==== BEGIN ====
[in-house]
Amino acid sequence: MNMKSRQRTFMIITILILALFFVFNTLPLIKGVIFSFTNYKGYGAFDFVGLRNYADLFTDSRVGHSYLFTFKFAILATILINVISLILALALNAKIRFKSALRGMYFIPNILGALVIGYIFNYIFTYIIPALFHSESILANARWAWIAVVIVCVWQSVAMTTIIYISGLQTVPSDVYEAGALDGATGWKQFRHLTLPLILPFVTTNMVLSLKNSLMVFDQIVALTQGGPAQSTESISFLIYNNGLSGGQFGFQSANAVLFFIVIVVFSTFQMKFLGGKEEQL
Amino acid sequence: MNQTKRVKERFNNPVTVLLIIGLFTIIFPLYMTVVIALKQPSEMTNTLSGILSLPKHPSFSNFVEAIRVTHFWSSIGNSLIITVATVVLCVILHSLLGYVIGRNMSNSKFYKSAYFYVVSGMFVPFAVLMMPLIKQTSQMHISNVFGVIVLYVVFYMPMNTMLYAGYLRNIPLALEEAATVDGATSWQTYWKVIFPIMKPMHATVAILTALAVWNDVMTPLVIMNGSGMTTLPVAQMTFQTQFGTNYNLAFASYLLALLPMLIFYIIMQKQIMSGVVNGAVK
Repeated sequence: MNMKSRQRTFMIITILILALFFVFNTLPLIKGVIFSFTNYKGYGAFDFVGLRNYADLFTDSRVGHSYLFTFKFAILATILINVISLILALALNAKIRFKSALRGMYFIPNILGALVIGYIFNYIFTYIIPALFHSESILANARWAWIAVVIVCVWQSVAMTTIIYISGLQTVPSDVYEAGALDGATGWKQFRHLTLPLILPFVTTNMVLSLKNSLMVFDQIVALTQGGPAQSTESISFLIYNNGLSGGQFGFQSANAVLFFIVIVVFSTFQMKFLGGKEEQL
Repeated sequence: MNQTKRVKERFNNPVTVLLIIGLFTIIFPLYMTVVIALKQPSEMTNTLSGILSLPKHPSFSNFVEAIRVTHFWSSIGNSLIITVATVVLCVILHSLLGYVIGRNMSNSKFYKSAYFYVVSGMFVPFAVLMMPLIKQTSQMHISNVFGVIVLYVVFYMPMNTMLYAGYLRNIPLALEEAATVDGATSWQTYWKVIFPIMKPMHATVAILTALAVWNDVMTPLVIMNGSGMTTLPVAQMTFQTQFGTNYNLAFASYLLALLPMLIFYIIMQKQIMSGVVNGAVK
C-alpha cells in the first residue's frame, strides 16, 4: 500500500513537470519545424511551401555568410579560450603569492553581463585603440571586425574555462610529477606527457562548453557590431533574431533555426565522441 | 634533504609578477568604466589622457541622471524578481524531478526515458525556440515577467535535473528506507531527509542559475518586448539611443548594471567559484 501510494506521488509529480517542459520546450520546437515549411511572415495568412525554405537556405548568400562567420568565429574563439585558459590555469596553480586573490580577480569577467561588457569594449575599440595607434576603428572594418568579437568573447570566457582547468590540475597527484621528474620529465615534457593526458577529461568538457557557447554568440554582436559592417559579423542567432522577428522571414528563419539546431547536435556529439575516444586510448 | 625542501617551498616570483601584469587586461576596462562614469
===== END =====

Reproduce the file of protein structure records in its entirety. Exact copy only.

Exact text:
[in-house]
Amino acid sequence: MNMKSRQRTFMIITILILALFFVFNTLPLIKGVIFSFTNYKGYGAFDFVGLRNYADLFTDSRVGHSYLFTFKFAILATILINVISLILALALNAKIRFKSALRGMYFIPNILGALVIGYIFNYIFTYIIPALFHSESILANARWAWIAVVIVCVWQSVAMTTIIYISGLQTVPSDVYEAGALDGATGWKQFRHLTLPLILPFVTTNMVLSLKNSLMVFDQIVALTQGGPAQSTESISFLIYNNGLSGGQFGFQSANAVLFFIVIVVFSTFQMKFLGGKEEQL
Amino acid sequence: MNQTKRVKERFNNPVTVLLIIGLFTIIFPLYMTVVIALKQPSEMTNTLSGILSLPKHPSFSNFVEAIRVTHFWSSIGNSLIITVATVVLCVILHSLLGYVIGRNMSNSKFYKSAYFYVVSGMFVPFAVLMMPLIKQTSQMHISNVFGVIVLYVVFYMPMNTMLYAGYLRNIPLALEEAATVDGATSWQTYWKVIFPIMKPMHATVAILTALAVWNDVMTPLVIMNGSGMTTLPVAQMTFQTQFGTNYNLAFASYLLALLPMLIFYIIMQKQIMSGVVNGAVK
Repeated sequence: MNMKSRQRTFMIITILILALFFVFNTLPLIKGVIFSFTNYKGYGAFDFVGLRNYADLFTDSRVGHSYLFTFKFAILATILINVISLILALALNAKIRFKSALRGMYFIPNILGALVIGYIFNYIFTYIIPALFHSESILANARWAWIAVVIVCVWQSVAMTTIIYISGLQTVPSDVYEAGALDGATGWKQFRHLTLPLILPFVTTNMVLSLKNSLMVFDQIVALTQGGPAQSTESISFLIYNNGLSGGQFGFQSANAVLFFIVIVVFSTFQMKFLGGKEEQL
Repeated sequence: MNQTKRVKERFNNPVTVLLIIGLFTIIFPLYMTVVIALKQPSEMTNTLSGILSLPKHPSFSNFVEAIRVTHFWSSIGNSLIITVATVVLCVILHSLLGYVIGRNMSNSKFYKSAYFYVVSGMFVPFAVLMMPLIKQTSQMHISNVFGVIVLYVVFYMPMNTMLYAGYLRNIPLALEEAATVDGATSWQTYWKVIFPIMKPMHATVAILTALAVWNDVMTPLVIMNGSGMTTLPVAQMTFQTQFGTNYNLAFASYLLALLPMLIFYIIMQKQIMSGVVNGAVK
C-alpha cells in the first residue's frame, strides 16, 4: 500500500513537470519545424511551401555568410579560450603569492553581463585603440571586425574555462610529477606527457562548453557590431533574431533555426565522441 | 634533504609578477568604466589622457541622471524578481524531478526515458525556440515577467535535473528506507531527509542559475518586448539611443548594471567559484 501510494506521488509529480517542459520546450520546437515549411511572415495568412525554405537556405548568400562567420568565429574563439585558459590555469596553480586573490580577480569577467561588457569594449575599440595607434576603428572594418568579437568573447570566457582547468590540475597527484621528474620529465615534457593526458577529461568538457557557447554568440554582436559592417559579423542567432522577428522571414528563419539546431547536435556529439575516444586510448 | 625542501617551498616570483601584469587586461576596462562614469